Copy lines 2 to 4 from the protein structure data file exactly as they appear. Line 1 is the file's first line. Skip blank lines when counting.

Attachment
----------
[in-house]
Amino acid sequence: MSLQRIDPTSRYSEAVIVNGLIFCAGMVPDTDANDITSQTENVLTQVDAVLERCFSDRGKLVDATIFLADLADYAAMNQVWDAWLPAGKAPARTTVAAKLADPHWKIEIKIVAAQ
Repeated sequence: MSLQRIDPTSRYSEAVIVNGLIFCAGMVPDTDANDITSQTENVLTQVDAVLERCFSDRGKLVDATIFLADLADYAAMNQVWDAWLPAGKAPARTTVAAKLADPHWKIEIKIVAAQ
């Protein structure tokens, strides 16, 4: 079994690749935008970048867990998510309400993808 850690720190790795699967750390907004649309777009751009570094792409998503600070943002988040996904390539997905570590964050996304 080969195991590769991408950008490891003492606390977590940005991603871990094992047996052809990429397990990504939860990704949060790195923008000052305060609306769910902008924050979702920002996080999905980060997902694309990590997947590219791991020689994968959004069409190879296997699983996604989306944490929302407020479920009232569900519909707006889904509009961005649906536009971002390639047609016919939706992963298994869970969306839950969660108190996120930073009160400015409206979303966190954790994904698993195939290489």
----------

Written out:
Amino acid sequence: MSLQRIDPTSRYSEAVIVNGLIFCAGMVPDTDANDITSQTENVLTQVDAVLERCFSDRGKLVDATIFLADLADYAAMNQVWDAWLPAGKAPARTTVAAKLADPHWKIEIKIVAAQ
Repeated sequence: MSLQRIDPTSRYSEAVIVNGLIFCAGMVPDTDANDITSQTENVLTQVDAVLERCFSDRGKLVDATIFLADLADYAAMNQVWDAWLPAGKAPARTTVAAKLADPHWKIEIKIVAAQ
């Protein structure tokens, strides 16, 4: 079994690749935008970048867990998510309400993808 850690720190790795699967750390907004649309777009751009570094792409998503600070943002988040996904390539997905570590964050996304 080969195991590769991408950008490891003492606390977590940005991603871990094992047996052809990429397990990504939860990704949060790195923008000052305060609306769910902008924050979702920002996080999905980060997902694309990590997947590219791991020689994968959004069409190879296997699983996604989306944490929302407020479920009232569900519909707006889904509009961005649906536009971002390639047609016919939706992963298994869970969306839950969660108190996120930073009160400015409206979303966190954790994904698993195939290489």